The reports instead focus on speed, acceleration, braking and cornering, and the company says it has the lofty goal of prompting new drivers and their parents to talk, not argue, over driving habits. King claims his firm has “proven that if you get to somebody right at the beginning of their driving career, you can have a dramatic impact on their driving DNA.”
With all that attention paid to psychology and even neuroscience research, perhaps it’s no surprise that King himself is charming. Making his case in a well-modulated, gentle voice, he says Ingenie’s positive reinforcement and personalized feedback can counteract negative driving role models and ultimately lead to safer roads.
Maybe. But surely the company has had its share of failures. Surely not everybody takes that polite phone call so well. What do you do with them?
“What you tend to find in that situation is that they leave you,” says King. While the company has failed to change that particular driver’s behaviour, “what we tend to find is we don’t have to do any really severe intervention. They end up leaving us, and they go to be insured without a [telematics] box.” They were, after all, a bad risk anyway. “Your ideal scenario is you want to change their behaviour, but also if you can’t… you want them off the book, because they’re going to ruin it for everybody else in the community.”
Ingenie argues that its research showed the high cost of insurance was the biggest factor in preventing young drivers from getting their own car. When young Ontarians currently apply for insurance, “it’s less about how they’re driving and what their driving experience is,” says Lorie Phair, CEO of Ingenie Canada, “and more about their age, their sex and their marital status. That changes at twenty-five.”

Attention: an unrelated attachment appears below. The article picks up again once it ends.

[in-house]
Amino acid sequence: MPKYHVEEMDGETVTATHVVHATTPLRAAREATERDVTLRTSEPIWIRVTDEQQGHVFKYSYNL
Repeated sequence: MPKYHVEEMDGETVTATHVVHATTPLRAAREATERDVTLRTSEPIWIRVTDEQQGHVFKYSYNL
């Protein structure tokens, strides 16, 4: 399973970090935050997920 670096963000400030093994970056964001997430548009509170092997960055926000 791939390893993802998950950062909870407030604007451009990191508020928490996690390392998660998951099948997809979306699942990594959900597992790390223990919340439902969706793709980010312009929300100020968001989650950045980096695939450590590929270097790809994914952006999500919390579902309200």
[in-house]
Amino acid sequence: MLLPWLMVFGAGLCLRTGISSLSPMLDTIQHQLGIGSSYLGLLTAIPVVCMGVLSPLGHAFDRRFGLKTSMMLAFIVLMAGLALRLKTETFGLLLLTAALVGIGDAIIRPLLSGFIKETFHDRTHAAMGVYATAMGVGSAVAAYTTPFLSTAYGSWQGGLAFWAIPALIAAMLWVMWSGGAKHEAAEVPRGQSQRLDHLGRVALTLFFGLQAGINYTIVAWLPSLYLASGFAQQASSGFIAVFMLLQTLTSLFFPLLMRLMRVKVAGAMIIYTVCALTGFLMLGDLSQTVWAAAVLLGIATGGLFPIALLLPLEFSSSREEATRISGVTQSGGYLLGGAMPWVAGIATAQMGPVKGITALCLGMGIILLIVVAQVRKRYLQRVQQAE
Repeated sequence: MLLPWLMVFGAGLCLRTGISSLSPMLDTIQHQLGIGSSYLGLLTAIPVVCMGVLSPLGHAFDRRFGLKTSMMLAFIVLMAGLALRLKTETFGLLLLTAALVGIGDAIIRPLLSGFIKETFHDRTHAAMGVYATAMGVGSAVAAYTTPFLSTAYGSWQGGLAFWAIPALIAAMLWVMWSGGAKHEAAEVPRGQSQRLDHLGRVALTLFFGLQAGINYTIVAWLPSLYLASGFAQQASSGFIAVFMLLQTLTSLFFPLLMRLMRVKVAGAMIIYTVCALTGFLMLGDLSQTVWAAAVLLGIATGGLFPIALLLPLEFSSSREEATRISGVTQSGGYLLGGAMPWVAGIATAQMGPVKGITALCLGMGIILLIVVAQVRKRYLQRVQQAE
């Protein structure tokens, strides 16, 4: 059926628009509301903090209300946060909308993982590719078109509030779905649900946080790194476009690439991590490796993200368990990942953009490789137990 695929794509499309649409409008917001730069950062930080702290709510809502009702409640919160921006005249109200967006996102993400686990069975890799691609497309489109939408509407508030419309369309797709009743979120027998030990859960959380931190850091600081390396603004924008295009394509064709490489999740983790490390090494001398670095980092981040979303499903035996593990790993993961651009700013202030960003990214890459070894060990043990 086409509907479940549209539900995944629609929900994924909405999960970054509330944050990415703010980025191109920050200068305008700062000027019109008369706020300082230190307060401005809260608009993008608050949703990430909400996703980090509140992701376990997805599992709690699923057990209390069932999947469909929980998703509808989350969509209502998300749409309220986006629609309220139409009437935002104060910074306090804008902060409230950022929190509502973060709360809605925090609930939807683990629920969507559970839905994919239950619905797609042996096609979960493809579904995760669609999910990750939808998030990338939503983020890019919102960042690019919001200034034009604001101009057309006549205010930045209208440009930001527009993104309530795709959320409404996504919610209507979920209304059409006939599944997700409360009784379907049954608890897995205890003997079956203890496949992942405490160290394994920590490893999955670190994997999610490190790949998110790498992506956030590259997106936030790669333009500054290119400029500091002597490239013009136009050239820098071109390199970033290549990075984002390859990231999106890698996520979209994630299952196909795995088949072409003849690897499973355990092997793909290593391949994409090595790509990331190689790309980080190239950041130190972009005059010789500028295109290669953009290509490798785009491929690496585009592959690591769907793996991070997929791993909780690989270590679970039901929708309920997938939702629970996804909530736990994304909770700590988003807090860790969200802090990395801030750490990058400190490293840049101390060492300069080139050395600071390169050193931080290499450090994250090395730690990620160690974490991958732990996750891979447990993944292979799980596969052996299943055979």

Ingenie seems to have an “if we build it, they will come” approach. King says young people “know what car they want, and they know that Mom and Dad might buy it for them, but they can’t get insurance on it.” So don’t expect to see any Ingenie billboards or TV spots in Canada soon. Google might well be their best friend. “That’s mainly where they’re going to find Ingenie—they’re going to find Ingenie mainly via social media or via Google.”
But their website also has to appeal to parents as well, “because they’re going to be paying for it.” He says his company gives a lot of advice to parents about what to do with the driving feedback data. “The last thing we want you to do is to go and castigate your son or daughter or take the car away because they’re driving recklessly.” King says it’s all about having the right type of conversation.
And while Ingenie is aimed at a young demographic, King promises “we don’t try and be a cool brand. An insurance company trying to be cool is going to look like Dad dancing at a wedding.”
Copyright 2015 Rogers Publishing Ltd. This article first appeared in the April 2015 edition of Canadian Insurance Top Broker magazine
This story was originally published by Canadian Insurance Top Broker.